I went ahead to stretch my legs and arrived at Ribblehead, which resembled the scenes of a street market in West Bengal. Runners, startled walkers, dogs, organisers, Mountain Rescue, drivers, motorcyclists, and the author. I was pleased to have taken a barrage of photos thus far, and proceeded to photograph The Boss as she arrived, an exchange, a drink, a heading off with yours truly perched on a rock. I intended catching her up as I furtled with water, food, and Ibuprofen. It was a quick run for me passing a variety of people, and with walkers I flexed my abs and other muscles trying looking hard wondering if anyone thought Alan Partridge when not at Radio Norwich also goes fell running.
When I caught The Boss she had begun the brutal ascent up Whernside. My words of encouragement (I was worried as to the Hill Inn cut off - the last one) led to a healthy "discussion" and I proceeded to dis-engage from the "discussion" and photographed the choo-choo train that appeared in the valley. Whernside summit was conquered after scrabbling, but no hands were used, all leg work by the both of us. Conversation was muted and we then legged it to the checkpoint conscious of time. I realised in this race you have not time in which to "tit about" - photos are okay.
On the descent to Chapel-le-Dale I and The Boss met "The Kangaroo" who was just as perplexed as to how we had not seen each other. I exchanged pleasantries and gave him the once over - he looked fit.
I ran with The Boss and Kangaroo to the checkpoint constantly looking at the Garmin. I then encountered a walking Richard Gee - "Gee Man" - having very very badly cramped up. I respected the fact he was going for it, in agony, and cheerful. By now I was feeling my legs and feet having conquered two of the three peaks. I made the checkpoint with "Gee Man", the others followed and for the sake of posterity took the phone out for ascetic and atmospheric shots. The Boss glared and went off, "The Kangaroo" hoped off, "Gee Man" waved and grinned - there was hope. I sat down, and properly "titted about" with my rucksack looking like a true professional. On getting up I'd lost the others and ran to find them "Lassie like". I caught The Boss like her other faithful hound. And thus began the long and clearly tiring and brutal ascent of Ingleborough. I chatted with a fellow runner to pass the time with The Boss just behind, and made the start of the ascent to the summit. Hard and hot, sweat beading I climbed, then stopped to photograph The Boss at the first summit, who then promptly route marched past. Some more rucksack "titting about". I was drawn and beckoned to the featureless plain of Ingleborough. Four miles to go and I was getting excited. I wanted to run like Highlander, and was told "pupil" style that walking was fine. After scoffing a Haribo teddy bear care of marshalls I was off on the final long, rocky drawn out descent.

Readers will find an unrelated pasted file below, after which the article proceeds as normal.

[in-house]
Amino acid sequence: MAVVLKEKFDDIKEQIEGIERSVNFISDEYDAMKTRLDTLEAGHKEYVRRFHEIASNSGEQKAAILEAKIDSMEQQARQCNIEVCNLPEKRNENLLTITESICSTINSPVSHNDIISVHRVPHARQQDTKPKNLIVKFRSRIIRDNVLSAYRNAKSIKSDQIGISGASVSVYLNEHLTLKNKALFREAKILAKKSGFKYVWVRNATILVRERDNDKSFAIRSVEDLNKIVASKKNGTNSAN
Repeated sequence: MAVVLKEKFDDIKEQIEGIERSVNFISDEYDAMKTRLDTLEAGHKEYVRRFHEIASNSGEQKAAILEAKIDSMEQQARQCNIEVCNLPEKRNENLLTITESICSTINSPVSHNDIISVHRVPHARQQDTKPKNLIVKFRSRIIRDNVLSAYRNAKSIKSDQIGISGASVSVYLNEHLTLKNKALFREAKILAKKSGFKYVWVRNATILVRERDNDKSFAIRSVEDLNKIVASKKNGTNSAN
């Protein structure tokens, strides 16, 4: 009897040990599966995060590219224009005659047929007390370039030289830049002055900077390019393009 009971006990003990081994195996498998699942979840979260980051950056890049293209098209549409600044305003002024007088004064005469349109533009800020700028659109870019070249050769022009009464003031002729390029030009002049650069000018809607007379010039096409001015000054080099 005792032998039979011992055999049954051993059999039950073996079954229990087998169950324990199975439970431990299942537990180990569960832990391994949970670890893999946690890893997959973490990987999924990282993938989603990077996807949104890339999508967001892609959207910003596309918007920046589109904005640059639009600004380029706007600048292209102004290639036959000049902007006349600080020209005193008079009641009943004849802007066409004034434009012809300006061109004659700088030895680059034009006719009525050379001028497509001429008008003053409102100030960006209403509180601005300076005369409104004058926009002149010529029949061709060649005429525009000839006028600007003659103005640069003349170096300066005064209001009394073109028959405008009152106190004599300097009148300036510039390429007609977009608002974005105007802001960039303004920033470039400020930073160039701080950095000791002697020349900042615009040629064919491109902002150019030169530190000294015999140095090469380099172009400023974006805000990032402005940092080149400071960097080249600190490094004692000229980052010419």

The Boss by now was tired and struggling, I had my eye on sub zero five hours and coaxed and cajoled her, proud that she was soldering on. I think pace is crucial, oh so crucial in this race, and a number of people were buggered by this point on tired legs despite it being a scenic and pleasant run at this stage. Words were "exchanged" and concern as The Boss almost went flying at one point. I pushed on, pushed on. I was amused at the last stretch before the line as a local had let people literally go through their garden!
I made her run, run hard and we fought to get the time. I crossed the line at 5 hours 1 minute 40 seconds, The Boss 1 second after. Loud speaker ringing in ears, The Boss's name mentioned, the people cheering - I flexed my abs - Alan turned his head each way to acknowledge the crowd hanging off his every step...
The Grotton Greyhound met us and photographed us in an embrace.
I headed back with The Boss and changed, made the marquee, got food and drink, and joined the motley crew. Food and beer took the edge off what I now realised is a very very tough race. There is and was no let up with the pace. All were cheerful at finishing - I intend to have a chat with Michael Gradwell aka "Saddleworth Smiler" at his being too happy, he needs to add some misery and woe into the mix to balance the cosmic vibe.
I made my tired way back to the car for some pleasant conversation on the journey home.
(Slightly written in the Gonzo style - https://en.wikipedia.org/wiki/Gonzo_journalism)